In just under a month I’ll be off to Dublin for the 2015 OUG Ireland conference. It takes place on Thursday the 19th of March. I’m doing my favorite presentation to present, on I.T. disasters I have witnessed and what you can learn from them (so now the title of this blog makes sense and maybe is not as exciting as it suggested). It is also the talk I get most nervous about doing. I tend to put a bit of humour into any presentation I do but if it is predominantly a technical talk, it’s fine if the humour falls flat. When I am intending to be entertaining, as I do with this one, there is more at stake!

not_the_best_thing_to_drop

Back in the mid-2000’s I used to do this talk once or twice a year but these days it tends not to get accepted for conferences. I suspect it is partly as I had done it a good few times and partly as it is hard to place it under the categories Oracle Technical conferences have. Is it technical? Is it project management? Is it entertainment? It is actually a bit of all of them. They are all true stories and each one highlights how we should not do things, be it some of the pitfalls of project management or where disaster tolerant hardware turned out not to be.

I’ve mentioned this presentation a couple of times in my blog. Once early on in 2009 when no one came by here very often, where I go into why I toned down the talk {concern over impact on my career/perceived professionalism} for a while and the impact of that decision {a bland and rather poor talk}. It crops up again in a post in 2013, which I think is the last time I gave this talk. I am not sure I did a very good job of it then either, as I was not well during that trip (not helped by rough seas but I was ill for other reasons). Thus I am looking forward to giving it another airing and, as I no longer worry too much about the career, I might just let rip a little more. I have a few more disasters under my belt since I originally wrote the talk, so I might include one or two of them…

The OUG Ireland conference itself is a fair-sized event, running from 09:00 to 17:30 or so, with 7 concurrent tracks covering Applications, Cloud, BI, Database and Development. I’m astounded by the number of Oracle Aces, Oaktable members and other top knowledge sharers who will be presenting {Update – Brendan Tierney has put together a list of all ACEs presenting}. I’ll have several hard decisions about which talk I go to at any given time. I’ll certainly be at Maria Colgan’s Tech keynote at the end of the day though, I’m hoping for another offer of a date* ;-).

To my shame, I have never been to Ireland before and it’s only just over there {points West}, about 90 minutes by plane. So I am turning up Wednesday lunch time and staying to late Friday afternoon so that I can look around and spend some time with fellow presenting friends (and anyone else who I bump into).

All in all, it is a trip I am greatly looking forward to for various reasons. If you can get along I encourage you to do so. And, if you are there and see me around, come and say “hi”.

{* Note to lawyers, this is an in-joke}.

Learning for free – UK User Group Meetings Coming Up February 20, 2015

Posted by mwidlake in conference, UKOUG.
Tags: , ,
add a comment

There are a few user group meetings coming up in the UK over the next week or two.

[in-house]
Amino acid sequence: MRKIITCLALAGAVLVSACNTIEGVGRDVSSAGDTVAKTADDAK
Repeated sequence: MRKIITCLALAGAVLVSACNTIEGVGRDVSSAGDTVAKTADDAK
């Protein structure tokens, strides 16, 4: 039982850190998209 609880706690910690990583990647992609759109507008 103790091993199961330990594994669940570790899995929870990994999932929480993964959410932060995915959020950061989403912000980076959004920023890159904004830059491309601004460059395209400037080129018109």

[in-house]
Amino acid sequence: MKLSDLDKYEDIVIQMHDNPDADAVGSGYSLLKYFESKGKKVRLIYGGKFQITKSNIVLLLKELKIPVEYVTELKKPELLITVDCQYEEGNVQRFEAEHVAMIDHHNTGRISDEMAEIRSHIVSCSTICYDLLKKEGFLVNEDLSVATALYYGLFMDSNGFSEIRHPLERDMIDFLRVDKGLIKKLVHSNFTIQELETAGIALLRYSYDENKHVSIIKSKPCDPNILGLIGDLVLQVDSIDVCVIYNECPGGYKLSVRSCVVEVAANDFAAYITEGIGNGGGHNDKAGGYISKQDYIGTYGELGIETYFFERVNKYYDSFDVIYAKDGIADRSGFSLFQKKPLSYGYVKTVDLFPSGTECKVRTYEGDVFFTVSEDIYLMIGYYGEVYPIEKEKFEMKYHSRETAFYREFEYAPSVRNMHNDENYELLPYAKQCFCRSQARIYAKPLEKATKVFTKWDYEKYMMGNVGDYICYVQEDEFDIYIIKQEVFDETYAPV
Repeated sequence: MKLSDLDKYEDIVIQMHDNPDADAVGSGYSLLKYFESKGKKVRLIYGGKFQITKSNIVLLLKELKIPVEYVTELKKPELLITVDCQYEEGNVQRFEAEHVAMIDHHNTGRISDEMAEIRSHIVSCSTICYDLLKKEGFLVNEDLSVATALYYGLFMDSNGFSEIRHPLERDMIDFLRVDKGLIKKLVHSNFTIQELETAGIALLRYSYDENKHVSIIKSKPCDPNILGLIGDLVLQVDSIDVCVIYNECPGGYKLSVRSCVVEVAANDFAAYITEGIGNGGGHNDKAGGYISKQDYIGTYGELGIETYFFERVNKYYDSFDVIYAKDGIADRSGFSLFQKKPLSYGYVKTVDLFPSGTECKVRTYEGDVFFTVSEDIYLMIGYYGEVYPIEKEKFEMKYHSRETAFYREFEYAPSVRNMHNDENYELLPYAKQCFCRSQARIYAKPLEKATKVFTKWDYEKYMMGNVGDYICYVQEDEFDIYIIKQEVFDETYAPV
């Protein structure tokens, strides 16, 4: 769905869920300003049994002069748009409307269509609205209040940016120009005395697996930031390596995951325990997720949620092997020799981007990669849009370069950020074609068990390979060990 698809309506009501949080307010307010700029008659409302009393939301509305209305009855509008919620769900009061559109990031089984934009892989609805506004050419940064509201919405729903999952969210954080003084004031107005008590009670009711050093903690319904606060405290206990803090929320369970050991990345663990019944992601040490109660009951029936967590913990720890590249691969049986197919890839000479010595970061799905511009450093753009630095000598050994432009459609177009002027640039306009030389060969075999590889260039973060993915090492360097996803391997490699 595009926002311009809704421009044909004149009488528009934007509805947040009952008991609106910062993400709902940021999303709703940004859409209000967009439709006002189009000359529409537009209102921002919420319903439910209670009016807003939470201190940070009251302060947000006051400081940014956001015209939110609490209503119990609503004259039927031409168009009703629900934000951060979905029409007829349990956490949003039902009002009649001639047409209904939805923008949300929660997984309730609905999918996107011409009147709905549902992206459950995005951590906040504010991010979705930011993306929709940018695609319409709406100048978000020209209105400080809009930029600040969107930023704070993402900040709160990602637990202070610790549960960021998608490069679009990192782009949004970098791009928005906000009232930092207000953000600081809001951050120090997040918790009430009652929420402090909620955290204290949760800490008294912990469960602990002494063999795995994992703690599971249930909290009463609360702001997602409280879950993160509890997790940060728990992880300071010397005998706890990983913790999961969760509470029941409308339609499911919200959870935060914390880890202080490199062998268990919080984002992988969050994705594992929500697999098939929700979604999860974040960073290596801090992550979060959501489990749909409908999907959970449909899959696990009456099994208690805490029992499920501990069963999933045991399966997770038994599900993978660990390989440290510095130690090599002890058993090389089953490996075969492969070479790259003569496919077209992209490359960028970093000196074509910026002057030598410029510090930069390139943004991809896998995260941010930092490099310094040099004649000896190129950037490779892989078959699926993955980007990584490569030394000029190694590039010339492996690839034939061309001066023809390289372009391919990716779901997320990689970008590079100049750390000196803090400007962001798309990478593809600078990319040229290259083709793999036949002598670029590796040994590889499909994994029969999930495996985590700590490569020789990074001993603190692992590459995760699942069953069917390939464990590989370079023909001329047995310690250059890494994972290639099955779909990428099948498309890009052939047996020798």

Note, you need to register to attend any of these, follow the links.

First is Club Oracle London, which are evening sessions held in London with 3 talks plus free beer and pizza. The next meeting is Thursday Feb 26th at 103a Oxford Street, kicking off at 18:30. You can register for this free event here and also see more details. In brief, Simon Haslam is talking about Oracle Database Appliance, Martin Bach on 12C new features the marketing guys don’t push and finally Phil Brown giving a virtualisation case study, how NOT to do it.

On the 3rd March there is the 8th meeting of Oracle Midlands – again an evening event but this one is in Birmingham. Again, it’s free and samosas {lots of samosas!} turn up half way through to keep you going. Held at Innovation Birmingham near Aston University, there will be Chris Saxon on using Edition Based Redefinition to release PL/SQL to busy systems (ie the PL/SQL code is constantly being executed) and Tim Hall talking about Pluggable Database and why this new feature can “break” things. Tim is good enough to say how you fix the broken (I wonder if the single logwriter will crop up?). They give away some free stuff too!

Finally, on the 4th March and back in London there is the next next UKOUG RAC, Cloud, Infrastructure & Availability SIG. Bit of a mouthful that but we can’t come up with a snappy name that covers the remit of the SIG. We are trying a new format for this SIG, inspired by the two above events. We still have a full-day’s-worth of content but we start at 15:00 and go on into 20:00 in the evening. We hope that this will allow more people to attend without feeling they need to lose the whole working day to it. NB this event is free to UKOUG members but you can pay to come if you (or usually your employer) are not a member. We have talks by Jason Arneil on 12C ASM, Dave Burnham talking about free text searching, David Hickson presenting on linux OS resource management and Jamie Wallis from Oracle on TFA – Diagnostics for the Cloud. Plus a panel session where we discuss whatever you want to discuss!

I’ll be along to Club Oracle London and the RAC CIA SIG but sadly not Oracle Midlands – just can’t squeeze it in which is a real shame as it’s an excellent event.